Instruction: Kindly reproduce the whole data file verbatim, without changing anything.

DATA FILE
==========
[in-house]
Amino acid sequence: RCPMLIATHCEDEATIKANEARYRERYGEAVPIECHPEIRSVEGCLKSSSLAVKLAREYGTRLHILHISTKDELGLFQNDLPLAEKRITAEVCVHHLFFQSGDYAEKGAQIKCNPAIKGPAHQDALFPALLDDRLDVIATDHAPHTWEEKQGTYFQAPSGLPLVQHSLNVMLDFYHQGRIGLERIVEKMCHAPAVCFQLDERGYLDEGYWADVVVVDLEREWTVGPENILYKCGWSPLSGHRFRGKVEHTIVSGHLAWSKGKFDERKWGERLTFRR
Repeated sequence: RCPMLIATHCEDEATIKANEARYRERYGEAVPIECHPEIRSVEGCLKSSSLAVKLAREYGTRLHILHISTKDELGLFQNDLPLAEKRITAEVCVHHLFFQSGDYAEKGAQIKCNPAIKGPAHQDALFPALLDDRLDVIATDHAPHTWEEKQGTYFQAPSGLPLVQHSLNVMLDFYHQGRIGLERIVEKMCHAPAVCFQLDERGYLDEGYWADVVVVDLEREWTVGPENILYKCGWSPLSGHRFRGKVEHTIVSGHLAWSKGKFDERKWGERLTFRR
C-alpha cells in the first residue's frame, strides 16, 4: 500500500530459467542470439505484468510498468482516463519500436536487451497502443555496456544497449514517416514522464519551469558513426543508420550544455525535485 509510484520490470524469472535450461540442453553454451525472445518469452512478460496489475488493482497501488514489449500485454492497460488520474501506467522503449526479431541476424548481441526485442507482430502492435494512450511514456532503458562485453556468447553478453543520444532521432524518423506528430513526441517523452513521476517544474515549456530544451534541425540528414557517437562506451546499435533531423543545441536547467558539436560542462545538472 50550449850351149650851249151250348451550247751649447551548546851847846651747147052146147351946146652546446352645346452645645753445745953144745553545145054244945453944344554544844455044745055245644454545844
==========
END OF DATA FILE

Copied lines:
[in-house]
Amino acid sequence: RCPMLIATHCEDEATIKANEARYRERYGEAVPIECHPEIRSVEGCLKSSSLAVKLAREYGTRLHILHISTKDELGLFQNDLPLAEKRITAEVCVHHLFFQSGDYAEKGAQIKCNPAIKGPAHQDALFPALLDDRLDVIATDHAPHTWEEKQGTYFQAPSGLPLVQHSLNVMLDFYHQGRIGLERIVEKMCHAPAVCFQLDERGYLDEGYWADVVVVDLEREWTVGPENILYKCGWSPLSGHRFRGKVEHTIVSGHLAWSKGKFDERKWGERLTFRR
Repeated sequence: RCPMLIATHCEDEATIKANEARYRERYGEAVPIECHPEIRSVEGCLKSSSLAVKLAREYGTRLHILHISTKDELGLFQNDLPLAEKRITAEVCVHHLFFQSGDYAEKGAQIKCNPAIKGPAHQDALFPALLDDRLDVIATDHAPHTWEEKQGTYFQAPSGLPLVQHSLNVMLDFYHQGRIGLERIVEKMCHAPAVCFQLDERGYLDEGYWADVVVVDLEREWTVGPENILYKCGWSPLSGHRFRGKVEHTIVSGHLAWSKGKFDERKWGERLTFRR
C-alpha cells in the first residue's frame, strides 16, 4: 500500500530459467542470439505484468510498468482516463519500436536487451497502443555496456544497449514517416514522464519551469558513426543508420550544455525535485 509510484520490470524469472535450461540442453553454451525472445518469452512478460496489475488493482497501488514489449500485454492497460488520474501506467522503449526479431541476424548481441526485442507482430502492435494512450511514456532503458562485453556468447553478453543520444532521432524518423506528430513526441517523452513521476517544474515549456530544451534541425540528414557517437562506451546499435533531423543545441536547467558539436560542462545538472 50550449850351149650851249151250348451550247751649447551548546851847846651747147052146147351946146652546446352645346452645645753445745953144745553545145054244945453944344554544844455044745055245644454545844